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Boiler Room (2000)
Boiler Room is a 2000 American drama film written and directed by Ben Younger, and starring Giovanni Ribisi, Vin Diesel, Nia Long, Ben Affleck, Nicky Katt, Scott Caan, Tom Everett Scott, Ron Rifkin and Jamie Kennedy. The film is based partly on the real life experiences of Jordan Belfort. In 1999 Seth Davis (Ribisi), a 19-year-old college dropout runs an illegal but successful underground casino in his Queens apartment. His father Marty (Rifkin), a New York Federal District judge, disapproves of him and worries that Seth's criminal living may cost him his judgeship. In hopes to get on his father's good side, Seth joins J.T. Marlin, a brokerage firm based in a non-descript office building in or near Commack, NY, after Greg Weinstein (Katt) comes to his home to check out Seth's business and offers him a job at the firm. Seth agrees and becomes a trainee under Weinstein. Everything seems to work out for Seth in the early days of his job. Arriving at J.T. Marlin, he learns from Jim Young (Affleck), one of the heads of the company, what he needs to do to become a millionaire working at the firm. Seth learns the ways of the company and does very well at his new job.
Boiler Room is the story of Seth (Ribisi), a 19-year-old college dropout obsessed with the American dream of easy money. After concluding rather quickly that college isn't necessarily the fast track to a quick buck, he opens up an underground casino out of his house in Queens, providing a popular service for the local city college kids. After his disapproving father (Rifkin) finds out about the casino, Seth, feeling a repressed need to gain his father's approval, looks into an opportunity to become a stockbroker at the small firm of J.T. Marlin.
As it turns out, the firm, located in the heart of Long Island, conspicuously far from Wall Street, is a 'chop shop,' shorthand for a brokerage house more interested in pawning off securities for its own interests rather than serving its customers. When Seth's father discovers this, not only does Seth not find the approval he was hoping for, but he is excommunicated from the family.
Though he has only a minor part in the film, Ben Affleck is highlighted in trailers for the film, and the discerning observer will notice a strong similarity between his scene in the trailer, and Alec Baldwin's immortalized portrayal of a real estate shark in Glengarry Glen Ross. In fact, Affleck's big scene draws heavily on Baldwin's, though his performance (and the material he has to work with) does not live up to what is almost universally agreed upon as the best performance of Baldwin's career. This is not the only referencing of David Mamet's portrayal of the dark world of real estate cold-calling in this movie, however. Later in the film, when receiving some instructions on how to cold-call potential customers, Seth is told to remember one of Baldwin's catch phrases from that scene, 'A-B-C. Always Be Closing.' Boiler Room also liberally references, both directly and indirectly, its direct predecessor in the 'greed is good' category of filmmaking. Not only drawing its basic theme and plot structure from Wall Street, Boiler Room also draws its best dialogue during a scene in which a number of young stock brokers sitting in one of their sparely decorated mansions, compete with each other to quote lines from Wall Street, whose antagonist, Gordon Gecko, is obviously regarded as an idol within the group.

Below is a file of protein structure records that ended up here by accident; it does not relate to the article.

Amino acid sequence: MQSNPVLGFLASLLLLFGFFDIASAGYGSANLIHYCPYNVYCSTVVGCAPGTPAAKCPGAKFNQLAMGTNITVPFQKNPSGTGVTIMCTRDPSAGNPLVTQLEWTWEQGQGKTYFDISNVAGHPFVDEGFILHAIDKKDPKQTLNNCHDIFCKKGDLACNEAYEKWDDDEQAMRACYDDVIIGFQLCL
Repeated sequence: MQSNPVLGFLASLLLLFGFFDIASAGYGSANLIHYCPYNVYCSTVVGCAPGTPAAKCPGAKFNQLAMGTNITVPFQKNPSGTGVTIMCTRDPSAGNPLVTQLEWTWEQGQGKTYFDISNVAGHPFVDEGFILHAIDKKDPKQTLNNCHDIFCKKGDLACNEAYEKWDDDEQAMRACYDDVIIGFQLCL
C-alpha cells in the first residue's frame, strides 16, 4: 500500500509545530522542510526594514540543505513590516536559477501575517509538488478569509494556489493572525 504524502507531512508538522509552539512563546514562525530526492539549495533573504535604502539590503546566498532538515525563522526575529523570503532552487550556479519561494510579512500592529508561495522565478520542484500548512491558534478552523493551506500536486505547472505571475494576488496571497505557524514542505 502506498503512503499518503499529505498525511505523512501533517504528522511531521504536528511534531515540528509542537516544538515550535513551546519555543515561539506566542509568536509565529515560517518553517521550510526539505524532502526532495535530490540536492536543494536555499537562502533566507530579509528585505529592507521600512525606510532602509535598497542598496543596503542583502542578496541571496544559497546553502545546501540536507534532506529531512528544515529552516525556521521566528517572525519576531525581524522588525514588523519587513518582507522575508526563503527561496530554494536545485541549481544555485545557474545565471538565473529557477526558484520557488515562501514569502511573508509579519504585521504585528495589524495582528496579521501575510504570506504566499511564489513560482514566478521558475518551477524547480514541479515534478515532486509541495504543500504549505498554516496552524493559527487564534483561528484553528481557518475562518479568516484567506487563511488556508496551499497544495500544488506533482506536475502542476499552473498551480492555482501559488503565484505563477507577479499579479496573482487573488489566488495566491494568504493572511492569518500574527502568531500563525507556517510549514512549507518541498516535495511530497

As a movie, Boiler Room is moderately entertaining. Vin Diesel in particular, off a strong turn in Saving Private Ryan, turns in another powerful performance as Chris, one of Seth's mentors at J.T. Marlin. Sadly though, Ben Younger, in his writing and directorial debut, adds very little to the filmic pantheon in his own voice. Even the film's most prolific statement on the American obsession with getting rich, 'either you're slinging crack rock or you've got a wicked jump shot,' is a quote of the rap star Notorious B.I.G. The most admirable outcome of this film might be that it leads viewers to check out its two predecessors. I would urge the same as well.
Always be closing.